Focus on choice: In 1993, Rech went back to school and earned an advanced degree in business management from the University of Illinois. With that knowledge under his belt, as well as from years of on-the-job experience, he knows that “you want the retail sales to grow and the offerings to provide satisfaction. Therefore, you have to focus on people’s needs—and it’s not always healthy or light,” he contends. “You have to provide enough choices.”
More than half of his meal volume comes from retail operations, while 22% is patient feeding and 24% catering. In order to keep Café Res menus fresh and exciting, they’re developed weekly instead of following the typical three- or four-week cycle. In fact, the medical center staff recently awarded Cafe Res an award for service excellence and customer satisfaction. Overall, cafeteria revenues have increased 25% within the past four years and sales will exceed the $2 million mark this year.
As chairman of the Foodservice Council for Resurrection Health Care, Rech has spearheaded the development of a system-wide corporate patient menu. “We’re not looking at cook-chill,” he reports, “but we did come up with one menu. Now eight of the nine hospitals are running the same menu so we have uniformity within the facilities on the patient side.”
The current push to provide more healthful choices dovetails neatly with Rech’s personal lifestyle. A professional “gym rat” who does his cardiovascular workout at 5 a.m., five-to-six days a week before hitting the office at 7 a.m., he has shed 50 pounds over the last two years. “We try to be spontaneous with menus, to offer something trendy,” he reports. “Now, there’s more Asian, more health-conscious items and more breakfast bar set-ups.”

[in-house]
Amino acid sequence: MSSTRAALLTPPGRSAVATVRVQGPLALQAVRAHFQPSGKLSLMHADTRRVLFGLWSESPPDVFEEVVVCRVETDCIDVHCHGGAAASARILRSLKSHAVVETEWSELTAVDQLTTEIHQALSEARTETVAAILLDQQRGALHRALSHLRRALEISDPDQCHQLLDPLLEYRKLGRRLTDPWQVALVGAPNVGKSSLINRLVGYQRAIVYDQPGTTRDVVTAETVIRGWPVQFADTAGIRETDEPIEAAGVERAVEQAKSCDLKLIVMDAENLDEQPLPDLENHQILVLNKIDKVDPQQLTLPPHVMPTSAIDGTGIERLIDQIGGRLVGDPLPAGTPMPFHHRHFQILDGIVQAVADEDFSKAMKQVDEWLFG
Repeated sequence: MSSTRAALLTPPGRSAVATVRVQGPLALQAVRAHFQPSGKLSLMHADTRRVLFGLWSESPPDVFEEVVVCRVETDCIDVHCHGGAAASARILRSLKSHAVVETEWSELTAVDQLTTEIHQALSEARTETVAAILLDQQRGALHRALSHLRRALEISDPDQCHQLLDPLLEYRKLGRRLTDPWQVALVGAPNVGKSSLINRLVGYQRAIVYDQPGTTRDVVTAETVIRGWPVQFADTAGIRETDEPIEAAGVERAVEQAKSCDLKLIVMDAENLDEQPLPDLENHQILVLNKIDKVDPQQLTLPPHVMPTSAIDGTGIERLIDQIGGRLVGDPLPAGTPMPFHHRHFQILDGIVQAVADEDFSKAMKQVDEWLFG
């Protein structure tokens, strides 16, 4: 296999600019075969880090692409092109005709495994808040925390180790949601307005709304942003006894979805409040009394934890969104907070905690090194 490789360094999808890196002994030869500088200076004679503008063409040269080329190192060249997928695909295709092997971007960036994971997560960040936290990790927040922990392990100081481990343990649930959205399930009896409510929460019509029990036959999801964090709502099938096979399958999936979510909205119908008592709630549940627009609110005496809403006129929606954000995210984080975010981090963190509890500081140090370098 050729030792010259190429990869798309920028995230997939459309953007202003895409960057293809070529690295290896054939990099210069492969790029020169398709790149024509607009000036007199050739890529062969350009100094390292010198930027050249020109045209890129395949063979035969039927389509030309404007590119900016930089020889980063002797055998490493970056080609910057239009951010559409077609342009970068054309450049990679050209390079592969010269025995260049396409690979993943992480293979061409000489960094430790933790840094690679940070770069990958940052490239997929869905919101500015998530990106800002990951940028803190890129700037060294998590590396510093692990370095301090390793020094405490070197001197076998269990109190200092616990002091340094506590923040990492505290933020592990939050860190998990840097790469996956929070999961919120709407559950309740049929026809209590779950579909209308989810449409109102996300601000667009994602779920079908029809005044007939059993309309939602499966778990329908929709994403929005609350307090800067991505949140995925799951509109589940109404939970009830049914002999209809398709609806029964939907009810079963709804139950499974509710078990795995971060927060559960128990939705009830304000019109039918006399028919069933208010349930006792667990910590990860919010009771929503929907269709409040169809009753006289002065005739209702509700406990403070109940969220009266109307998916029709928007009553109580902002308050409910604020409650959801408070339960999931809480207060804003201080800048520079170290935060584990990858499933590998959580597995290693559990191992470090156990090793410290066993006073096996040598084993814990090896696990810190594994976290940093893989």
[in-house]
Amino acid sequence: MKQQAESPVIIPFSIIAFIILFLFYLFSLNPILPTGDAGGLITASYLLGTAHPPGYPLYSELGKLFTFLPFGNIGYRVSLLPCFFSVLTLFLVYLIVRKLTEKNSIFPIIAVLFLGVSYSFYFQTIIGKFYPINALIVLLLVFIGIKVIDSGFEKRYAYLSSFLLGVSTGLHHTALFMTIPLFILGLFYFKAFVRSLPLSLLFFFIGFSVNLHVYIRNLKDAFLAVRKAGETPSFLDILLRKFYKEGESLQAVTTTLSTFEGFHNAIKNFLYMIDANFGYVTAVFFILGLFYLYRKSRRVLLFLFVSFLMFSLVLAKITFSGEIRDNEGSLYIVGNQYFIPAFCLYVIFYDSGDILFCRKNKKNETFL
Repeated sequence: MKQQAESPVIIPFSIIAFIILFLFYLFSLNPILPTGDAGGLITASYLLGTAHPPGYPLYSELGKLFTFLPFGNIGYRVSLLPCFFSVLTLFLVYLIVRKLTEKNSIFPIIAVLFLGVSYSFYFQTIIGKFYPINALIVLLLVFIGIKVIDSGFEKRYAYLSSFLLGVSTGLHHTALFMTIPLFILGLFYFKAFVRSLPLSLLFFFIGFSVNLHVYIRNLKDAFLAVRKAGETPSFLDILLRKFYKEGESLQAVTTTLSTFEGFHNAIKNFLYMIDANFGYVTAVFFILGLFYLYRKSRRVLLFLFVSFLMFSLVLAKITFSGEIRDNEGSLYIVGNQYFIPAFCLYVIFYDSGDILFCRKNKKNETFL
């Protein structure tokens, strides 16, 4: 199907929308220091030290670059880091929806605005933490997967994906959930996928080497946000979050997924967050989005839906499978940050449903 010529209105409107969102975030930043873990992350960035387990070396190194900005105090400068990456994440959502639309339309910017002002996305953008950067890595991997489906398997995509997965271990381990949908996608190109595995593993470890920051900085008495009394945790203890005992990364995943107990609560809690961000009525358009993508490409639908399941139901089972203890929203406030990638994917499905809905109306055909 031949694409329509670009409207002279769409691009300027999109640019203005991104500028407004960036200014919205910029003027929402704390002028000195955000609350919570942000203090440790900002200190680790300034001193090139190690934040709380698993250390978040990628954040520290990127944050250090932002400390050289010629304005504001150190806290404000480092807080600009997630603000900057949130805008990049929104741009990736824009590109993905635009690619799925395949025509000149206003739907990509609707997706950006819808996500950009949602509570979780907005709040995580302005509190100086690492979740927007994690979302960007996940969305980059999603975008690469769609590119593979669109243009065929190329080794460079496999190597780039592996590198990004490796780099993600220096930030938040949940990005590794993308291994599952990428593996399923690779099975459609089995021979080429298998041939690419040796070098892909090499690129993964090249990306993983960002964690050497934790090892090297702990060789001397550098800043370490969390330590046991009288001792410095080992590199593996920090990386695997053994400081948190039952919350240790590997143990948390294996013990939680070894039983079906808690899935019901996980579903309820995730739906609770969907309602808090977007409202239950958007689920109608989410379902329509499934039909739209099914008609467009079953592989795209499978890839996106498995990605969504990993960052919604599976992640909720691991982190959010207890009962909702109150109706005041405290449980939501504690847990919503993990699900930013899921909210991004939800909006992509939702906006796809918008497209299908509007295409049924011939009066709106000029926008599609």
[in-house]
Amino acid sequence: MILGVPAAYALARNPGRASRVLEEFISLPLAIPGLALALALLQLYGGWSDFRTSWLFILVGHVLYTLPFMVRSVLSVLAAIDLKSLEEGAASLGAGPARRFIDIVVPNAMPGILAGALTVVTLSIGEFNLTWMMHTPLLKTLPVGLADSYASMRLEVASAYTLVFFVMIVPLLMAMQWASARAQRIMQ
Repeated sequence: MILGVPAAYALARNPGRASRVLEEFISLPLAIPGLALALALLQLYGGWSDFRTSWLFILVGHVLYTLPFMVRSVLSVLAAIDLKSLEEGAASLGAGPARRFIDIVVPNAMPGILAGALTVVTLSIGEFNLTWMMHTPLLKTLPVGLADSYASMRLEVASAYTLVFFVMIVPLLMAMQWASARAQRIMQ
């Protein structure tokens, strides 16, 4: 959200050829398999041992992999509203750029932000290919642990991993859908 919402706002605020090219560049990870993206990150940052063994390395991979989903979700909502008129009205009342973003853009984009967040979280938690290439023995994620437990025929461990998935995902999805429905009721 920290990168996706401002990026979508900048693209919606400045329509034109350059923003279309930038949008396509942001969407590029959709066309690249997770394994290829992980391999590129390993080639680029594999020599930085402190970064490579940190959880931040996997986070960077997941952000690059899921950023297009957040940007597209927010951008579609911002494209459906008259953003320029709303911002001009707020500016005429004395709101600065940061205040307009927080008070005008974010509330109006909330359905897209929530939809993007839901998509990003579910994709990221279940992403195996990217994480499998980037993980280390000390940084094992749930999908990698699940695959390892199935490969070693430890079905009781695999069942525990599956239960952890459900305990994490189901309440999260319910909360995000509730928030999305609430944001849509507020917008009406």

Benchmarked success: A former board member of the National Society for Healthcare Foodservice Management (HFM), Rech hosted a regional conference at his facility last month with a focus on “Conquering Retail.”
Meanwhile, he has utilized the association’s HFM Express benchmarking tool and reports being consistently in the top 25th percentile in the cost-per-meal category.
Rech’s future goals include continued work toward improving patient satisfaction and increasing those scores. He’s been hoping to implement room service—and has budgeted for it in each of the last four years—but doesn’t expect to be able to offer it this year. But when he can, a newly expanded kitchen designed to handle it will be operational.
Within the next two months, Rech plans to expand hostess service for patients and their guests, offering between-meal snacks in an effort to boost patient satisfaction and increase PRC scores (similar to Press Ganey).
Rech has built a dedicated team with good morale, a team that takes pride in its work, so turnover is extremely low—about eight positions a year of the total of 123 in his main location. Most will be onboard to tackle his future plans: to take the existing small bakery operation and develop a concept that can be used throughout the entire system.